I only hear about them when they mess up. The same is true for Facebook, but these are people who are oftentimes distributed around the world, underpaid, outsourced, undertrained, under-resourced, no mental health resources, all these things that Facebook and these major corporations do to offload this emotional burden of their platforms that they profit from. It’s tough to work.
Know that you want to do this. You want to host software. You want to host open source software. Also, you know this. People have gotten so used to spinning up an app or something that’s just as easy as creating a username and password and adding a domain name and have a whole website that’s updated for me that people aren’t necessarily used to what it means to run software like this. That’s its own work.
You and me came up at a time when the person did all those things usually because they didn’t have any money. We were teenagers and we didn’t have any money, so we installed software. I remember learning what a local host was. I had someone on AIM and I was like, “What the heck’s a local host?” He’s like, “You just put local hosts and you move on.” I was like, “Oh, okay, great.”
Then maybe that’s too much of an inside reference. It doesn’t make any sense to people these days. If you get all that stuff done because the spirit of your question is really like the per-people side of it, I think it’s going to be a challenge. You have to have guidelines. You have to write policies. I would say don’t let another Mastodon instance necessarily influence what you want to be.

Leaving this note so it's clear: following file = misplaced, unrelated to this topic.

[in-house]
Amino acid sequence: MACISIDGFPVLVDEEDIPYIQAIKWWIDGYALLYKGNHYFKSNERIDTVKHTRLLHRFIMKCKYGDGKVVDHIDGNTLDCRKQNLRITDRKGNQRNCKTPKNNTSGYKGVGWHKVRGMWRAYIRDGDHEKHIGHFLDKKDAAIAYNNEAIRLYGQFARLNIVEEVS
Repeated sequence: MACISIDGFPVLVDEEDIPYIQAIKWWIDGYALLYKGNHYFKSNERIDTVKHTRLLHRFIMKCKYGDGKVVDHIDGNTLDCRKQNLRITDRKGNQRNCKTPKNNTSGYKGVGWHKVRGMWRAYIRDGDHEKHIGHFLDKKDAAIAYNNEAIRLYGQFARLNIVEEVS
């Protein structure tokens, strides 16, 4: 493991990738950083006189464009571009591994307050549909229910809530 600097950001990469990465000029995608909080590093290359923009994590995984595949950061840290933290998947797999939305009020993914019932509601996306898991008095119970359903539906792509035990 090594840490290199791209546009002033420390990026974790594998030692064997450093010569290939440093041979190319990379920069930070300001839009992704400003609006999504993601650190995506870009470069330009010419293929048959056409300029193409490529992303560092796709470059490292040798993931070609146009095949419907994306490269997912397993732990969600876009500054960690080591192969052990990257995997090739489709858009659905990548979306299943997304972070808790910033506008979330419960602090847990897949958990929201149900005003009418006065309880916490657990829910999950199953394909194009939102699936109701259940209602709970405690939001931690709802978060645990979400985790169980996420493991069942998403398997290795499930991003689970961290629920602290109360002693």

I think the beauty of Mastodon is that different instances have different goals and different groups they cater to. Don’t feel like you need to create an alternative instance that does the same exact thing as someone else. You need to follow everyone’s rules, but do learn from others and what they do well because I think that’s part of the beauty of a federated network in the sense that you can see people who have been successful, who you respect, and you can learn from them.
It’s more often than not tied to that open source nature of giving information freely and sharing freely of what we do and what we know and the knowledge that we have. It’s timing a queue, reading reports, applying standards, vetting volunteers, paying bills. There are better articles that are probably more well put together than I’m articulating here because I’m sure there are people who have thought about it very deeply and have run instances for years, but I would just not undersell that hard work.
Don’t get mad at someone and think that you should start a Mastodon instance because you don’t like how someone else runs theirs. If you’re just a user, it’s frankly probably better for you to find someone else’s instance and join that. I think we’ve both created communities by banning people before, where people who are banned go and start a forum of their own. Once they get over how much they don’t like us, they really don’t have much to talk about anymore. Those communities sometimes work, but sometimes usually don’t. Yes, I hate to be a pessimist.